Skip to comments.Anglican Uniates?
Posted on 02/14/2006 1:16:21 PM PST by sionnsar
For years a small group of Anglicans have striven for the creation of an Anglican rite within the Catholic Church. Various models have been proposed, from the creation of a uniate body to the establishment of a personal prelature. But there has been strong opposition to the creation of such an ecclesial entity, not least from the ecumenical bureauracy within the Catholic Church.
During the past months we have heard rumors of a breakthrough, with specific reference to the Traditional Anglican Communion. Albion has recently published an update by Bishop David Chislett. Drew over at the Holy Whapping is so excited that he predicts the establishment of communion within two years. From Drews lips to Gods ears! But I also point readers to the more cautious assessment of the man whose intelligence network encompasses the globeour own investigative reporter, Bill Tighe.
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Speak the truth in love. Eph 4:15
Many commentators approach high level ecumenical talks with the mindset of trying to get the other side to cave in on something that they deem important. For example, some commentators say that the TAC will have to "cave in" on this or Rome will have to "cave in" on that in order to move forward. That's like approaching a business deal with the mindset of "either I screw him or he screws me". Such an approach dooms the entire effort to failure.
Rather, the ultimate goal must be understood and agreed to by both sides before serious discussions begin. When the goal is known, then the sides can work together on making it a possibility. For example, if the goal is to create an Anglican Rite ecclesiastical structure in communion with Rome, then is a celibate episcopacy absolutely necessary? Can Rome be in communion with a church that has married bishops the same way she is in communion with a church that has married priests?
"Can Rome be in communion with a church that has married bishops the same way she is in communion with a church that has married priests?"
I don't believe that Pope Benedict would accept communion with a group that would permit married bishops.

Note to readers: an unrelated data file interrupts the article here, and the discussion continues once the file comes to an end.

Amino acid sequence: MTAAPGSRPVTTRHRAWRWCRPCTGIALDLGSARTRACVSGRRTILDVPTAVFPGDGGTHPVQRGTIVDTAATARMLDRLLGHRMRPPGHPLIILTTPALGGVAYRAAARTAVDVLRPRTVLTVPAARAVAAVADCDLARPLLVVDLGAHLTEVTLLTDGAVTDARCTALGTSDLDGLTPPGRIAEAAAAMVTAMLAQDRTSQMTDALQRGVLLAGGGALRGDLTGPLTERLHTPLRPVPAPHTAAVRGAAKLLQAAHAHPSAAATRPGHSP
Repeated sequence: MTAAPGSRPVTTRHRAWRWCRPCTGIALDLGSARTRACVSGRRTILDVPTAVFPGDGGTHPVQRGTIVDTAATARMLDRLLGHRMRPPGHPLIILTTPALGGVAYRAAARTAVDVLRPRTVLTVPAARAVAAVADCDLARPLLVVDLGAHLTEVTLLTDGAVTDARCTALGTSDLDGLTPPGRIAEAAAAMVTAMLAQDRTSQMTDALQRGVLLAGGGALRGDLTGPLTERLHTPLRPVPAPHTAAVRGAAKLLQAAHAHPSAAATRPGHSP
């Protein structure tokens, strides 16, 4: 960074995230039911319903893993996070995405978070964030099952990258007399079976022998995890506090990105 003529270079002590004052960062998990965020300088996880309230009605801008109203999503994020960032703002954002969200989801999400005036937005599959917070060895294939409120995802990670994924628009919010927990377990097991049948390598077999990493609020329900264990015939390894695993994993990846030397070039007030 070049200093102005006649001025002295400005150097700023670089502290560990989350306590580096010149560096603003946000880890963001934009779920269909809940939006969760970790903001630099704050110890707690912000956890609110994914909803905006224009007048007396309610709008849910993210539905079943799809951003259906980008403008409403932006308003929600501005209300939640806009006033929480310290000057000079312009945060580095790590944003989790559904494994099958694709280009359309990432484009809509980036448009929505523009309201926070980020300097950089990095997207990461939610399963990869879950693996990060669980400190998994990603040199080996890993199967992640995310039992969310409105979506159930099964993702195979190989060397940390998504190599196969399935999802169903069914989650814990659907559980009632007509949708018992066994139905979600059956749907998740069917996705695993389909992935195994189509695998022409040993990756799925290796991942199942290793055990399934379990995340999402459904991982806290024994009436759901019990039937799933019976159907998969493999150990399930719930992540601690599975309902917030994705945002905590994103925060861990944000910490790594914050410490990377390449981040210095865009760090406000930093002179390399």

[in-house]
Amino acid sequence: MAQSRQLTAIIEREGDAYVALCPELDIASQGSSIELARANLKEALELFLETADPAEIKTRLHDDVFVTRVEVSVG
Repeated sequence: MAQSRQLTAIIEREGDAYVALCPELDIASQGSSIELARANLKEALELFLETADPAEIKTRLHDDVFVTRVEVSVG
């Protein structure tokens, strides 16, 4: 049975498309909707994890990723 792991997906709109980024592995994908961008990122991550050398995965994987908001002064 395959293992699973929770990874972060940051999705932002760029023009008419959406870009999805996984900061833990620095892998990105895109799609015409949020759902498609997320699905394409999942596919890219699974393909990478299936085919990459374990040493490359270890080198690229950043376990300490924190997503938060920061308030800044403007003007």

If the goal is complete unification between traditionalist Anglicans and Rome, then of course married bishops would be out of the question (possibly married priests as well). I don't know of too many people who are actually pushing for that.
"If the goal is complete unification between traditionalist Anglicans and Rome,..."
The goal, of course, must be complete unification. However, that doesn't mean the same thing as absorption. Should there be re-union between the Catholic Church and Orthodoxy, one will not become the other, but rather, they will come back into communion with each other.
That being said, I don't think that Pope Benedict would accept communion with any group that permitted married bishops.
I've actually been following this and have an Anglican Use Chaplaincy close by.
I suspect any Communion would allow for any and all married Clergy (excepting Bishops) accepted, the real question would be moving forward. I would suspect that there would be a great deal of debate about it.
As for the married Bishops, that is a definite stumbling block...however to his credit Bishop Hepworth (a former Latin Rite Catholic Priest) has declared that he would resign his Episcopacy if it was necessary to Communion.
While Orthodoxy allows married men to become priests, it draws its bishops from the monasteries. It would be very difficult for Anglicanism to adopt that approach as there are very few monasteries from which to draw leaders. And therein lies the inherint problem: Catholicism and Orthodoxy are based on a monastic system while Anglicanism and the rest of Protestantism are based on a congregational system. Anglican bishops are married because they are drawn from congregational leadership. Catholic and Orthodox bishops are not married because they are drawn from a monastic order.
"Catholic and Orthodox bishops are not married because they are drawn from a monastic order."
Well, in the Latin rite, Catholic priests are drawn from the whole of the priesthood, as the priesthood is celibate (with a few exceptions).
Anyway, whatever the reasons, I don't think that Pope Benedict would accept married bishops. As otherwise noted, a celibate episcopacy is a very old tradition, and is uniformly accepted by the Catholic and Orthodox Churches, east and west.
I believe that Pope Benedict would prefer not to create unnecessary obstacles to reunion with the Orthodox (there are plenty of real, necessary obstacles, why create unnecessary ones?), and widening the communion of the Catholic Church to include married bishops would likely be a very big obstacle to reunion with Orthodoxy.
If there were reunion between the Catholic and Orthodox Churches, a succeeding pope could take up the question with the other Patriarchs, or, depending on the terms of reunion, even possibly have the freedom of action to accept communion with groups who have married bishops. But I don't believe that this pope, Benedict XVI, will act unilaterally in that regard. It is possible that, failing reunion with the Orthodox, another pope might accept reunion with folks who have married bishops, but not this one.
It would be hard to claim that the issue of married bishops is fundamentally doctrinal, since St. Paul refers to bishops as folks who may only have been married once. However, it would be a change of 16 or 17 centuries of actual practice, east and west. I don't think that this pope would initiate that change outside the fuller context of reunion with the Orthodox.